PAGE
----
90 Tasting Notes
Dry, the White Peony Master Grade Bai Mu Dan gives us sweet trees right off the bat. Maybe it’s the Christmas season getting to us (whatever happened to Thanksgiving?), but you can almost detect a hint of pine.
And then you steep it.
This tea explodes out of the cup. The fragrance is incredible as soon as the hot water hits, suffusing the air with flowers tightly enclosed within their pre-spring buds. Wow. From the eggshell-pale liquor, you get… Full review here: http://snooteablog.com/2013/11/26/snooty-tea-review-yezi-tea-round-1/
Hello, Dragon Well Master Grade Long Jing. Unlike the white, this green tea has a subtle aroma out of the bag. There’s something cool and clean about it, that would almost fool you into believing it’s as light as a Sencha or Gyokuro. Is that a promise a sweetness? Say it ain’t so! Dragonwell may be one of the most common types of green tea, but already there is nothing common about this fella. In the cup, we get that promised sweetness indeed, a freshwater dragon who brings on the rain.
It comes out even paler than the White Peony, surprisingly; the liquor we’ve got here is a shade you’d sooner find while hunting pearls–or marathoning Say Yes To The Dress. But hoo boy, this flavor. Your cup holds… Full review here: http://snooteablog.com/2013/11/26/snooty-tea-review-yezi-tea-round-1/
The dry smell packed with Keemum Congfu is a whoa of saltiness. This is one of those teas that actually makes you think of meat–charred, but deliciously so. All that smoke produces the effect of the well-done-est burger you’ve ever had in your life. In the cup, it quiets down a bunch, like you’re getting the roasted veggies that came along as a side dish: caramelized carrots and sweet ‘tater fries.
Once you sip that first infusion, however, it becomes clear that this isn’t a stand-in for Five Guys. The deep amber liquor contains a smooth mouthfeel that could be rather conspiratorial–a mischievous wink and a nudge from… Full review here: http://snooteablog.com/2013/11/09/snooty-tea-review-joseph-wesley-black-tea-round-2/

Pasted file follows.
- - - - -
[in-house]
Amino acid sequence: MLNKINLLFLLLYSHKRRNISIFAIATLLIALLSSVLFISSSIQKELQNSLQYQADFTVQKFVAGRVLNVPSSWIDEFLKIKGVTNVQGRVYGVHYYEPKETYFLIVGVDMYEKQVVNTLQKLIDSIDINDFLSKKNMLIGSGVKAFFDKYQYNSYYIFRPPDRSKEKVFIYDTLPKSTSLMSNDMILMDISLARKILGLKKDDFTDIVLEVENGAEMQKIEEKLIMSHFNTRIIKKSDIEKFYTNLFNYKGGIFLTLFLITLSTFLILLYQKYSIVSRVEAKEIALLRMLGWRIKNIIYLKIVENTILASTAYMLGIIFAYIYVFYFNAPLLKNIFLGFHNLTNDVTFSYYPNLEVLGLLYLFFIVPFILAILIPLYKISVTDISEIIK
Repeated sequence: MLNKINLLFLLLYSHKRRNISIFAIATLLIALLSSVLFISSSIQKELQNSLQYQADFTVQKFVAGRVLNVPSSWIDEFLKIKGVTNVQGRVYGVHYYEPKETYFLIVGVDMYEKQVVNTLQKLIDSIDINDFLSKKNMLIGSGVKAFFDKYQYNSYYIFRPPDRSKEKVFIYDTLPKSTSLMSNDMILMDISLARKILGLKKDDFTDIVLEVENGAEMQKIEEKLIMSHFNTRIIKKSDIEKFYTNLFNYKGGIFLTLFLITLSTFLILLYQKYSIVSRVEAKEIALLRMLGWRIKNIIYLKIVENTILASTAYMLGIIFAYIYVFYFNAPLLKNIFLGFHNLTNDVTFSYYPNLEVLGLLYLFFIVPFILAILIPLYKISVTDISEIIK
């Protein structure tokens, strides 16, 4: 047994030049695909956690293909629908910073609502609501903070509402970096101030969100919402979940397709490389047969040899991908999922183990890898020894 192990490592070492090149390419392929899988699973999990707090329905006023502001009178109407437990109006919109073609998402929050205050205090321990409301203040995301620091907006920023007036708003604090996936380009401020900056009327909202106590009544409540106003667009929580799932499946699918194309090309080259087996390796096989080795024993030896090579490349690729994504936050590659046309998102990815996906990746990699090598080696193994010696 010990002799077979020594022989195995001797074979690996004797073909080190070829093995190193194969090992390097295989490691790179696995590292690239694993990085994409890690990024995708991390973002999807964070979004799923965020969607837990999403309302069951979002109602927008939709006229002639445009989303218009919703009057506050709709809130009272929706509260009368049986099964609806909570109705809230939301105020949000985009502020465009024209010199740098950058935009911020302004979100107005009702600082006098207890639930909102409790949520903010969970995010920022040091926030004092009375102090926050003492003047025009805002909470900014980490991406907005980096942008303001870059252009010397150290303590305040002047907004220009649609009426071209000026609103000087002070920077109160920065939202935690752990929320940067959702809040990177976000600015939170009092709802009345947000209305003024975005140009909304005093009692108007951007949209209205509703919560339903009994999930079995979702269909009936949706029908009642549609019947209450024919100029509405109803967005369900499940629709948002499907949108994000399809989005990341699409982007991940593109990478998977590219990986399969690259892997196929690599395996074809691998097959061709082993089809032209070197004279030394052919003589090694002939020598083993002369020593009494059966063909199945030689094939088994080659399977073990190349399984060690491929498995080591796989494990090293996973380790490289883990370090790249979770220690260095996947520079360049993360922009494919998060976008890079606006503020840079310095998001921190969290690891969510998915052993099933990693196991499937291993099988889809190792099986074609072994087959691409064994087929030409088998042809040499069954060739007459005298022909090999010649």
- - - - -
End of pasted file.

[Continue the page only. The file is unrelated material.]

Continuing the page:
For our Dian Hong Congfu, the dry leaves greet you with a smell of sulfurous dried peaches, the ones you bought last summer and left forgotten in the back of your pantry until now. They’re still edible, but you might not want to serve them to anyone else–just in case. Once steeped, the hot water resusci-tea-tes the fruity scent and your peaches get a bit more lively. Happy zombie peaches.
The first infusion is a sweet golden cup to go along with your newly revived fruit basket. It hardly needs sweetener or milk, because that peach just… Full review here: http://snooteablog.com/2013/11/09/snooty-tea-review-joseph-wesley-black-tea-round-2/
The dry smell of Bai Lin Congfu is heavy on the dust. Strangely though, it’s a clean sort of dust–the kind you’d find at a well-run bakery. In the cup, this quiets down a lot, bringing you more of the saccharine fruit notes to come.
Our first infusion, all dressed up in a amber-red liquor, brings us Honey Nut Cheerios. This is all well and good, unless… Full review here: http://snooteablog.com/2013/11/09/snooty-tea-review-joseph-wesley-black-tea-round-2/
Joseph Wesley’s Lapsang Souchon blows heavy smoke in your face upon first whiff of the dry leaves. Not quite as heavy as if you’re standing next to Grandpa Joe and his massive Cuban cigar; this is when he’s stepped out to the bathroom and left his jacket behind, which you put on so that, just for a moment, you can feel like the Old Spice guy.